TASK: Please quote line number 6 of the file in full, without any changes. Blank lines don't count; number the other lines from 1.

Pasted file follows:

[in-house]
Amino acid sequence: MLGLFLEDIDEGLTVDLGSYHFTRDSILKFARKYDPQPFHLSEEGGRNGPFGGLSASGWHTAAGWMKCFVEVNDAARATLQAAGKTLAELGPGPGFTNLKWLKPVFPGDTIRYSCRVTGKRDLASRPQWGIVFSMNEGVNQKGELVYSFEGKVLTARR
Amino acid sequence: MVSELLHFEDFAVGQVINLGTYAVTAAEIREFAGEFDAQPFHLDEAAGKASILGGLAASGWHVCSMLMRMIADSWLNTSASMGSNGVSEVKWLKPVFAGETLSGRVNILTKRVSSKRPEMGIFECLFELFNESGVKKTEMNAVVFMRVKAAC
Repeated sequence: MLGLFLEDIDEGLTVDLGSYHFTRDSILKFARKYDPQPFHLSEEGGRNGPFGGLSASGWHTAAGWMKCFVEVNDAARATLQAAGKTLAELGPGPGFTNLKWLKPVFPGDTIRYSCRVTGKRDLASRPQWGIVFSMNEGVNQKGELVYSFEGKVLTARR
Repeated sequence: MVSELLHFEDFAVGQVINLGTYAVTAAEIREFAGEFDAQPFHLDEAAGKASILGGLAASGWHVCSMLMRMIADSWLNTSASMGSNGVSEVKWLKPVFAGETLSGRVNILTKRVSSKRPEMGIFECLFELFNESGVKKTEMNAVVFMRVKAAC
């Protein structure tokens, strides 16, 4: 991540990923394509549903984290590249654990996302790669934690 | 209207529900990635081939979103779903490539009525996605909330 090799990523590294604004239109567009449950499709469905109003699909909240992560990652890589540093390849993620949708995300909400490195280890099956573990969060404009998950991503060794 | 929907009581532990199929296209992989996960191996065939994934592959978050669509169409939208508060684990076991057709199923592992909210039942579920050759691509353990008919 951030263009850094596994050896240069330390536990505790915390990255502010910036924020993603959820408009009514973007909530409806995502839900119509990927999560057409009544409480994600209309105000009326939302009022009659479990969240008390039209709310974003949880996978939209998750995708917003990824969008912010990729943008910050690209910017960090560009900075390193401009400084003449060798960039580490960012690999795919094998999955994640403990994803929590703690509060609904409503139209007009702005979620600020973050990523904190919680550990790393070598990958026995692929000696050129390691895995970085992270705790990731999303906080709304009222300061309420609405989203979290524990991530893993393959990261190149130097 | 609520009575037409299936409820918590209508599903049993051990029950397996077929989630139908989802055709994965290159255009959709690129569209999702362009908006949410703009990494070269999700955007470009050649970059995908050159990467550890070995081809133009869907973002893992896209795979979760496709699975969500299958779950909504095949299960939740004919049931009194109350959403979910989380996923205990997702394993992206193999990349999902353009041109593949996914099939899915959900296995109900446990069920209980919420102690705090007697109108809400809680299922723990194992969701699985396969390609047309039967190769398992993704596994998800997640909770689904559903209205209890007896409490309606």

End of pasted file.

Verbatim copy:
């Protein structure tokens, strides 16, 4: 991540990923394509549903984290590249654990996302790669934690 | 209207529900990635081939979103779903490539009525996605909330 090799990523590294604004239109567009449950499709469905109003699909909240992560990652890589540093390849993620949708995300909400490195280890099956573990969060404009998950991503060794 | 929907009581532990199929296209992989996960191996065939994934592959978050669509169409939208508060684990076991057709199923592992909210039942579920050759691509353990008919 951030263009850094596994050896240069330390536990505790915390990255502010910036924020993603959820408009009514973007909530409806995502839900119509990927999560057409009544409480994600209309105000009326939302009022009659479990969240008390039209709310974003949880996978939209998750995708917003990824969008912010990729943008910050690209910017960090560009900075390193401009400084003449060798960039580490960012690999795919094998999955994640403990994803929590703690509060609904409503139209007009702005979620600020973050990523904190919680550990790393070598990958026995692929000696050129390691895995970085992270705790990731999303906080709304009222300061309420609405989203979290524990991530893993393959990261190149130097 | 609520009575037409299936409820918590209508599903049993051990029950397996077929989630139908989802055709994965290159255009959709690129569209999702362009908006949410703009990494070269999700955007470009050649970059995908050159990467550890070995081809133009869907973002893992896209795979979760496709699975969500299958779950909504095949299960939740004919049931009194109350959403979910989380996923205990997702394993992206193999990349999902353009041109593949996914099939899915959900296995109900446990069920209980919420102690705090007697109108809400809680299922723990194992969701699985396969390609047309039967190769398992993704596994998800997640909770689904559903209205209890007896409490309606």